Executing on our belief that scale does matter in this business, our results reflect the deliberate and aggressive focus on growth of our platform and segment market share as well as our willingness to trade off short term operating profitability. We expect our operating margins to improve in 2013 as we fine tune our take rates and automate manual processes that will significantly improve our cost structure going forward. We’re also reiterating the long term operating margin targets that we’ve shared with you previously.
Excluding stock based compensation and acquisition related expenses, our operating profit came in at $14 million in Q4. There were three main drivers of what we expect to be a temporary reduction of operating margins.
First, Q4 is a seasonally strong quarter for our goods business. As we’ve discussed before, growth of goods, the direct portion of which carries lower margins, has impacted our overall margins as it has grown materially over the last few quarters, reaching an impressive $2 billion annual billings run rate in Q4.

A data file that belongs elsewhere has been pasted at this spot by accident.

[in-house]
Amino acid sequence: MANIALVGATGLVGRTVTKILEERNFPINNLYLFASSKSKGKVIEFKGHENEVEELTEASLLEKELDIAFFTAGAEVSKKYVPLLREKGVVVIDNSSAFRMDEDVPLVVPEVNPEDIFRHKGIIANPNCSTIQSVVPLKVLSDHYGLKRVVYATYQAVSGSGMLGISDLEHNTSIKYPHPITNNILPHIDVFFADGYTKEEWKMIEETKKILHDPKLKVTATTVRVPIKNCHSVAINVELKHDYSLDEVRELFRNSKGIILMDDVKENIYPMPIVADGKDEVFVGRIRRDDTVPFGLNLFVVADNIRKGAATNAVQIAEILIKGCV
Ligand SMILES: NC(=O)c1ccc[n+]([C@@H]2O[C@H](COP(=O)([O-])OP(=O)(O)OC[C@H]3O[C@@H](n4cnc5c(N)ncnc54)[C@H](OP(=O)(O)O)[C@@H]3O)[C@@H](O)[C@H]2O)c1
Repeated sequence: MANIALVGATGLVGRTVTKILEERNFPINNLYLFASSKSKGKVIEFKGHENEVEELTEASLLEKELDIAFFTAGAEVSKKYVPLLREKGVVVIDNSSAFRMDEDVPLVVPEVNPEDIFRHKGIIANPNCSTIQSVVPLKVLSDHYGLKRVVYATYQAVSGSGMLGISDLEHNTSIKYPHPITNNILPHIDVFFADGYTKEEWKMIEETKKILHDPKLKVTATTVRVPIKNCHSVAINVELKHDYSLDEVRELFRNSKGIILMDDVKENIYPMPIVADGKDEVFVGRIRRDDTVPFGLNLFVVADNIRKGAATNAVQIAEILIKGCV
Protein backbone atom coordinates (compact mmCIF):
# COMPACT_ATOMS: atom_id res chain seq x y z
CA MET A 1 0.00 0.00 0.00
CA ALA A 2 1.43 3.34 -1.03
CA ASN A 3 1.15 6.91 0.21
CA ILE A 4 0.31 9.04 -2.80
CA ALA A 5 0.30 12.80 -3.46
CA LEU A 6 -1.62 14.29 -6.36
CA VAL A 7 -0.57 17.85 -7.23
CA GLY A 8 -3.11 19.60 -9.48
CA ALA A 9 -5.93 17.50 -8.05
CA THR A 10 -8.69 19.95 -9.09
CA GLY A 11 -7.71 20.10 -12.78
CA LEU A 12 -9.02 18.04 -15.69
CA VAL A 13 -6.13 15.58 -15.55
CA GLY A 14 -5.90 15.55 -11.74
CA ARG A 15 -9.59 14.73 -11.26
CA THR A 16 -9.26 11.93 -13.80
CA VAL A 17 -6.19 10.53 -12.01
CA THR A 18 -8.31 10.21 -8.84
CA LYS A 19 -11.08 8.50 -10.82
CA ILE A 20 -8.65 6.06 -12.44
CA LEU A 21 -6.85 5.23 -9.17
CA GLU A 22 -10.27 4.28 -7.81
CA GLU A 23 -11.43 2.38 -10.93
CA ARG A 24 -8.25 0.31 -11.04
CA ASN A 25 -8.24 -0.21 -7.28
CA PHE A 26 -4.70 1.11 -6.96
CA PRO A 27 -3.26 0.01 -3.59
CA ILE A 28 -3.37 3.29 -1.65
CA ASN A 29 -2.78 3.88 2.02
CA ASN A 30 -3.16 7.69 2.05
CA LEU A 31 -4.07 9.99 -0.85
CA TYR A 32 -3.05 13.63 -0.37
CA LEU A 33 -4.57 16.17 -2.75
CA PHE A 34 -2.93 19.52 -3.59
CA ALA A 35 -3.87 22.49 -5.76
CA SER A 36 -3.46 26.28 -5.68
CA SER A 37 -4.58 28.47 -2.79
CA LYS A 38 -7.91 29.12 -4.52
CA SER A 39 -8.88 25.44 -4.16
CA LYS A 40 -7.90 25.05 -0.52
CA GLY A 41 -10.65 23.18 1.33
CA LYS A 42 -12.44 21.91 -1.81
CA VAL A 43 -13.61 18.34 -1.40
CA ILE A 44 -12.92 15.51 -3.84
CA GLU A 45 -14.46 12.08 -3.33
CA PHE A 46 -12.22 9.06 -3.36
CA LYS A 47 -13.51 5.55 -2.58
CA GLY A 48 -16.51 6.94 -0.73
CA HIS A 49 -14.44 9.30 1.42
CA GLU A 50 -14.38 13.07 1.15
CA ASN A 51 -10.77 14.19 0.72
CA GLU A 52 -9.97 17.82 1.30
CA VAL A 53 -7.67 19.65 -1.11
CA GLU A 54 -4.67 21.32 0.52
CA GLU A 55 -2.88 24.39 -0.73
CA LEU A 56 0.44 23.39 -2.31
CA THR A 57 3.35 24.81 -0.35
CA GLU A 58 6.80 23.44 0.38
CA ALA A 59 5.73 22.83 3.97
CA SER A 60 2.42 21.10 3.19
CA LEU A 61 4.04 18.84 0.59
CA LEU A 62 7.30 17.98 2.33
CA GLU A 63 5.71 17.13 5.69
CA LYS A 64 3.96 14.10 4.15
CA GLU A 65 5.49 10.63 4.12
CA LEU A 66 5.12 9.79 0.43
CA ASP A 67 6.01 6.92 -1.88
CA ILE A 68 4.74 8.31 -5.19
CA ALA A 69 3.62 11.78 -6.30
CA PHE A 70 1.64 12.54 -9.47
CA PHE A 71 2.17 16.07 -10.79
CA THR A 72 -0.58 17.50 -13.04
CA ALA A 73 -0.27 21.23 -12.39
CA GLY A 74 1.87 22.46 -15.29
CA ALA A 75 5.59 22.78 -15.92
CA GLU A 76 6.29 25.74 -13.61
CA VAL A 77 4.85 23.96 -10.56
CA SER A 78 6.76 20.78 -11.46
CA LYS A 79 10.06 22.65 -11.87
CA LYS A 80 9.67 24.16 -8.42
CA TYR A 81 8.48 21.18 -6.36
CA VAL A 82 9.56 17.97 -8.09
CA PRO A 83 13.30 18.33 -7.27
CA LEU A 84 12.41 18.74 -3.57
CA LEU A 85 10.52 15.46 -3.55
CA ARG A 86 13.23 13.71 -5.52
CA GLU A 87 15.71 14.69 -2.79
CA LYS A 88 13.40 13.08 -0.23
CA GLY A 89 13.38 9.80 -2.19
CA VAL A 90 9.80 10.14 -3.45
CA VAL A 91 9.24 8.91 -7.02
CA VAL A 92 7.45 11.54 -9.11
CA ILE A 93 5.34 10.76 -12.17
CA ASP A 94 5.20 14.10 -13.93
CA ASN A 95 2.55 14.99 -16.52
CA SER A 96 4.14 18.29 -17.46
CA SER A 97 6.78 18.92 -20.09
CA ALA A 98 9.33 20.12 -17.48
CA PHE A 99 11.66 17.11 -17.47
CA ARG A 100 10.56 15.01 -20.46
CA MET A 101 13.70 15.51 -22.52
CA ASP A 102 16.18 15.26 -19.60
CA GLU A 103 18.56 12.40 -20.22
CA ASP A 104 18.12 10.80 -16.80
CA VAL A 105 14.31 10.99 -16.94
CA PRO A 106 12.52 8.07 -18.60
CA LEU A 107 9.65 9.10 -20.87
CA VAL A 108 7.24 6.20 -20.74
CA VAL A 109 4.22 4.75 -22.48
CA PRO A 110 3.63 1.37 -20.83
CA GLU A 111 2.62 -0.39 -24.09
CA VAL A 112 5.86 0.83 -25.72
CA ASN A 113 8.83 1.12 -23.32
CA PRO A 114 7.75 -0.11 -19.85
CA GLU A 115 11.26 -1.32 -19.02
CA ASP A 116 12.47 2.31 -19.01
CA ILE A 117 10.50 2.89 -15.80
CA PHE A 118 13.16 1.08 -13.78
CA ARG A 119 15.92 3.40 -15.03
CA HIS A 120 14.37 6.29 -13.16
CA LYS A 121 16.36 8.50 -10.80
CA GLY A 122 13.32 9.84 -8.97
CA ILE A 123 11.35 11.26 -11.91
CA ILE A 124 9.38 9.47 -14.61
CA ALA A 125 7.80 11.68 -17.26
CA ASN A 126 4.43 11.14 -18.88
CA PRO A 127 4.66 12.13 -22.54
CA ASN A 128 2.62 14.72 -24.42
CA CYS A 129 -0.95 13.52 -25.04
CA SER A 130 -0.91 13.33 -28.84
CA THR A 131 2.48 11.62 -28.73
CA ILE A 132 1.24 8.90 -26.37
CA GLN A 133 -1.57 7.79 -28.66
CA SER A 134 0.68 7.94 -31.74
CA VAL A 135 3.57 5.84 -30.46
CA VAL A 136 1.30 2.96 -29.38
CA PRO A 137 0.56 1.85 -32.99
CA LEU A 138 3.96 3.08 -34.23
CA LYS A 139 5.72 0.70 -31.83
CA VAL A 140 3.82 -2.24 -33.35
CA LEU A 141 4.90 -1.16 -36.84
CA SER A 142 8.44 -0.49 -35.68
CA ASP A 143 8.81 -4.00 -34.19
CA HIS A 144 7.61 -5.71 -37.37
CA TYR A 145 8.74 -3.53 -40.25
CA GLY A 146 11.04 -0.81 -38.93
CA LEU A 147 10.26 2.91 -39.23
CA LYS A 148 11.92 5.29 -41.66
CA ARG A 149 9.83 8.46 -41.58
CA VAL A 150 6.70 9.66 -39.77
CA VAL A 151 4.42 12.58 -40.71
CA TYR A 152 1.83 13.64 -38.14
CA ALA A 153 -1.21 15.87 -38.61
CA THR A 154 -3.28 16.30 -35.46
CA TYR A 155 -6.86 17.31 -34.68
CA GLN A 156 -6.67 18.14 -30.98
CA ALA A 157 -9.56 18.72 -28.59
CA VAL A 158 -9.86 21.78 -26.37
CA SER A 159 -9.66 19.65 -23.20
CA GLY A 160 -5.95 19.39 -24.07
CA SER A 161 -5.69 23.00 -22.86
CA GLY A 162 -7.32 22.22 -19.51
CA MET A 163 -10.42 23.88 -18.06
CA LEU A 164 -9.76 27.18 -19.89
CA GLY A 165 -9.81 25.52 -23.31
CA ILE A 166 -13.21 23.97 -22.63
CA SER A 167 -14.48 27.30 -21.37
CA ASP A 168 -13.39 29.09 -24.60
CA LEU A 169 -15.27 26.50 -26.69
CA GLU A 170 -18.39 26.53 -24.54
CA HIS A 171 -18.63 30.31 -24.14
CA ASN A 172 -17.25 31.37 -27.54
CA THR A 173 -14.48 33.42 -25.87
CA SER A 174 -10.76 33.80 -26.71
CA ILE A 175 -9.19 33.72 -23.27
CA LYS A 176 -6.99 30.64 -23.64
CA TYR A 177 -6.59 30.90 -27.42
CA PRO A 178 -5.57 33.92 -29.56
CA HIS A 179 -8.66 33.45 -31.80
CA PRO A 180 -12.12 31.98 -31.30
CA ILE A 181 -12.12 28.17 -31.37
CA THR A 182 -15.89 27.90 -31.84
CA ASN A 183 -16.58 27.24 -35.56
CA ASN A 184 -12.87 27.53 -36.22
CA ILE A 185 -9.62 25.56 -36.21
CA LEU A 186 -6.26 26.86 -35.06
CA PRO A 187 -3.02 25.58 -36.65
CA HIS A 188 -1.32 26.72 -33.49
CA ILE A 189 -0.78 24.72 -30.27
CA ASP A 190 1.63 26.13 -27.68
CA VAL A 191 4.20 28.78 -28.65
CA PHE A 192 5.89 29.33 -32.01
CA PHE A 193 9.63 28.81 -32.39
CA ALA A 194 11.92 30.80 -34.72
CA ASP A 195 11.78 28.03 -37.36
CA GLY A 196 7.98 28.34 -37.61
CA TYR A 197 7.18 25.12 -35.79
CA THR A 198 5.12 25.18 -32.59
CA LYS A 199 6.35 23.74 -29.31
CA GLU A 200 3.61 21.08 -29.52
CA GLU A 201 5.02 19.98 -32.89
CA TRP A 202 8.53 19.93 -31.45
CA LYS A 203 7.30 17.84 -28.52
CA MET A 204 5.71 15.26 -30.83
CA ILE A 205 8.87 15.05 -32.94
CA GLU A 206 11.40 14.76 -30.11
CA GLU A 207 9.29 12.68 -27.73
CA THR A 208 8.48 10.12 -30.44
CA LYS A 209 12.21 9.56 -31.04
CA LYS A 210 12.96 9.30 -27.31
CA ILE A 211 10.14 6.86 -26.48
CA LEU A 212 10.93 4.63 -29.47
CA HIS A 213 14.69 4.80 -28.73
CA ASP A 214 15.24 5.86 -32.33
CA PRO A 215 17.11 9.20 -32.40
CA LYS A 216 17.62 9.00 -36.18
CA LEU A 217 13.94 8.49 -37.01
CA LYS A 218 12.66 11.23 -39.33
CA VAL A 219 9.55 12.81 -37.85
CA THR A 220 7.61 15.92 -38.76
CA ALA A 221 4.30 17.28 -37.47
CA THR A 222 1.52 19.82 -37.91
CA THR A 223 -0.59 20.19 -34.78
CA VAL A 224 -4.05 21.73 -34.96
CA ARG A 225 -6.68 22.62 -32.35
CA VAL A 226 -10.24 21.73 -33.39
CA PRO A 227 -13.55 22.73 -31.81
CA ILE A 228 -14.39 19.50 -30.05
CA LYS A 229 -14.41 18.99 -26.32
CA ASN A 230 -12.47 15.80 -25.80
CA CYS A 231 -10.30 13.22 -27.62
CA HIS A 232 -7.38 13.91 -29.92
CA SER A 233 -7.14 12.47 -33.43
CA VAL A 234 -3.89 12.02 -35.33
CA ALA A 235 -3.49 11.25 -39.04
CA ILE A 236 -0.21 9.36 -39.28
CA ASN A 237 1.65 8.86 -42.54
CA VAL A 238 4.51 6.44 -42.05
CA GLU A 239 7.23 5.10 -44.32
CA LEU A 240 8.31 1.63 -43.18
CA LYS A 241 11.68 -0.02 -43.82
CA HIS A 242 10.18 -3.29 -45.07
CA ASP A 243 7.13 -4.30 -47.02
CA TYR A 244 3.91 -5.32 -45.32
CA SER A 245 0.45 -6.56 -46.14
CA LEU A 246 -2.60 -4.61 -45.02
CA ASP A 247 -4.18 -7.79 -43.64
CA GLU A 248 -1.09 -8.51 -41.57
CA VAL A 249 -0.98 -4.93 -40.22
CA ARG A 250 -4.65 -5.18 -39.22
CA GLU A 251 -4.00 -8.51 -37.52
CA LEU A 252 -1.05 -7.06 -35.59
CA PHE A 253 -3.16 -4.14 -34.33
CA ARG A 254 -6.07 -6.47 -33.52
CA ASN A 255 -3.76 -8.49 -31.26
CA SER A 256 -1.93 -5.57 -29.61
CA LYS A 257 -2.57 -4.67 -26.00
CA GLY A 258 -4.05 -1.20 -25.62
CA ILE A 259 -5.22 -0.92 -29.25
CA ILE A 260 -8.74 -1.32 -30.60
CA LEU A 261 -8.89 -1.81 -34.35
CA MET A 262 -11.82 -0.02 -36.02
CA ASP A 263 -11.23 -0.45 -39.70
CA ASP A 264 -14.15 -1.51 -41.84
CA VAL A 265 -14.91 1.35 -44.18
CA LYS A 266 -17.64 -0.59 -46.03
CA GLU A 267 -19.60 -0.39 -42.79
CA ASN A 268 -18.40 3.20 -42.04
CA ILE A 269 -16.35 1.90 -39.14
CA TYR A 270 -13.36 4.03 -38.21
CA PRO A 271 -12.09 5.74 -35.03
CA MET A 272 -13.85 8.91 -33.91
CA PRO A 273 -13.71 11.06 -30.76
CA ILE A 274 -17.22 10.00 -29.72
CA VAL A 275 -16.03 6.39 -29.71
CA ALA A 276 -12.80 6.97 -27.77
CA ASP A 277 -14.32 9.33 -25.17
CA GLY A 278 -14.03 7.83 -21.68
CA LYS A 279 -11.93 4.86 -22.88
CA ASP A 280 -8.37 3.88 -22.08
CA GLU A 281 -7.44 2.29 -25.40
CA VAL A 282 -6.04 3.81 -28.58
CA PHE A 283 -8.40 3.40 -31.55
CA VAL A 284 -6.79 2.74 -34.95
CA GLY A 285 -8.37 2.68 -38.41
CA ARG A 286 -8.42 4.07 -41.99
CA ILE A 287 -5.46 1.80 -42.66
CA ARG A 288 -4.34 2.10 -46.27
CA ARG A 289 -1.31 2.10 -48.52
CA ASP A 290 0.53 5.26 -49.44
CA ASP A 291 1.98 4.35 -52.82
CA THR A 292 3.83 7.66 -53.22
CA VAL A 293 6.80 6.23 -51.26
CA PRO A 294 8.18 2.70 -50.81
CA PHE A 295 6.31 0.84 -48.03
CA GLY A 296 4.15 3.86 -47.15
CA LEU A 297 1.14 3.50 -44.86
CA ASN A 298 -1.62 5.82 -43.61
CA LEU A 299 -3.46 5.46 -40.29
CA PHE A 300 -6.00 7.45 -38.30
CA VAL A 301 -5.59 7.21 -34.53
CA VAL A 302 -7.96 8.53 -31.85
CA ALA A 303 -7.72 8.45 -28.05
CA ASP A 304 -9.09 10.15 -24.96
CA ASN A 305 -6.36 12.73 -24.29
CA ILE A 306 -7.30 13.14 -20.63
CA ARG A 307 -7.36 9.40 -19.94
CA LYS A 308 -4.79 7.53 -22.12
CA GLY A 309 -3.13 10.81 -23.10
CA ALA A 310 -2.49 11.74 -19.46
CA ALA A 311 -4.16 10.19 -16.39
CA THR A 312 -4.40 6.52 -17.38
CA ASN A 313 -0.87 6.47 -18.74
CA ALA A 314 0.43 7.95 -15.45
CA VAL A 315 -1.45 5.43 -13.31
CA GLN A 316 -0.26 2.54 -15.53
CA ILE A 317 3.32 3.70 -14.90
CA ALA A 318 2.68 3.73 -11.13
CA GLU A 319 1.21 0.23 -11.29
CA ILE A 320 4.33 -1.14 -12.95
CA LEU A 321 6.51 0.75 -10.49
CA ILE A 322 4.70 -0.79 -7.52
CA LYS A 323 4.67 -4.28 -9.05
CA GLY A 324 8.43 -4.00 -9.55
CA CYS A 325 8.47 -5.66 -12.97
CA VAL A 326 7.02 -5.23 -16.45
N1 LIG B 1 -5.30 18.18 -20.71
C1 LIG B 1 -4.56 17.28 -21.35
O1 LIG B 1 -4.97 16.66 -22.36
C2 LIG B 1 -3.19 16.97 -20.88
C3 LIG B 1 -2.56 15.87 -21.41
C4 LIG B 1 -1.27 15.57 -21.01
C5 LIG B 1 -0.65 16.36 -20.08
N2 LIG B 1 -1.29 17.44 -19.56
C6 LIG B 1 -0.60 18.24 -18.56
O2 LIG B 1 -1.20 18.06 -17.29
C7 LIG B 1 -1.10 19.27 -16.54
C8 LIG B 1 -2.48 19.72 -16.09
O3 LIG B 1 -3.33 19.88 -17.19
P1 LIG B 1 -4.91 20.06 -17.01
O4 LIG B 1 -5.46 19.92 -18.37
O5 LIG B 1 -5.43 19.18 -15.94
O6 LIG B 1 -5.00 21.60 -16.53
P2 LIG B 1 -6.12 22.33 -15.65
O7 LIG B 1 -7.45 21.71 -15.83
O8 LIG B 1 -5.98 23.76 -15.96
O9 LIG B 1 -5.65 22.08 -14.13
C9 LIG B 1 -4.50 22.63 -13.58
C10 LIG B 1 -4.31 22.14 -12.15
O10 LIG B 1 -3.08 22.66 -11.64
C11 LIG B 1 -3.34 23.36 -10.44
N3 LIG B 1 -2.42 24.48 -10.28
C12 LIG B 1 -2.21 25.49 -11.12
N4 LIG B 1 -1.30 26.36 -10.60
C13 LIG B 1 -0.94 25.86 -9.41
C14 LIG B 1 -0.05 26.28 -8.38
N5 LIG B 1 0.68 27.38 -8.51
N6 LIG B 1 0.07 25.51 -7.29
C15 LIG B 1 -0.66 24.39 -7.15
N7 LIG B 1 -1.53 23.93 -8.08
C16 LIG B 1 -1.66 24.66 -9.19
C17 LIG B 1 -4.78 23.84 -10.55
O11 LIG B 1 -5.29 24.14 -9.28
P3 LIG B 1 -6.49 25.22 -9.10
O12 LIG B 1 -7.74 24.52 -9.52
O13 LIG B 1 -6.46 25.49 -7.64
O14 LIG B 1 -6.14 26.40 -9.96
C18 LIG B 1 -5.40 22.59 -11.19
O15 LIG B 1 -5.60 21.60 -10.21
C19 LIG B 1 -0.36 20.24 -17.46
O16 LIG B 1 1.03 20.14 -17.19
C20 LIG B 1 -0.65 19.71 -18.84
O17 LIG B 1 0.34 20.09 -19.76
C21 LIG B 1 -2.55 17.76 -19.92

Second, we reduced local margins in the quarter as part of an aggressive campaign to drive growth by attracting more top merchants to Groupon. While we believe marketing will always be an effective growth lever for us, our results show that it is not the only way to accelerate top line.
By lowering deal margins, we created more value for our merchants, which enabled us to improve our merchant and deal quality. These actions not only drove demand and improved the customer experience, but also helped us make some of our largest ever sequential gains in the North America segment market share in Q4.
These strategic factors were anticipated. It was continued volatility in our international business that drove the weaker than expected profitability in the quarter, including several charges that we do not expect in Q1 and beyond. We still have much work to do to bring our international operations to the same level of those in North America.
Despite lower profitability in the quarter, we saw healthy demand. Global units grew 21% year over year. Mobile continued to grow rapidly, with nearly 40% of North American transactions now in mobile devices, up 44% compared to a year ago. And the search marketplace we recently launched and highlighted in last quarter’s call is helping to decrease our dependence on the in box. In North America, for example, email, and this includes mobile email, now drives less than 50% of our transactions, 12% lower than even last quarter.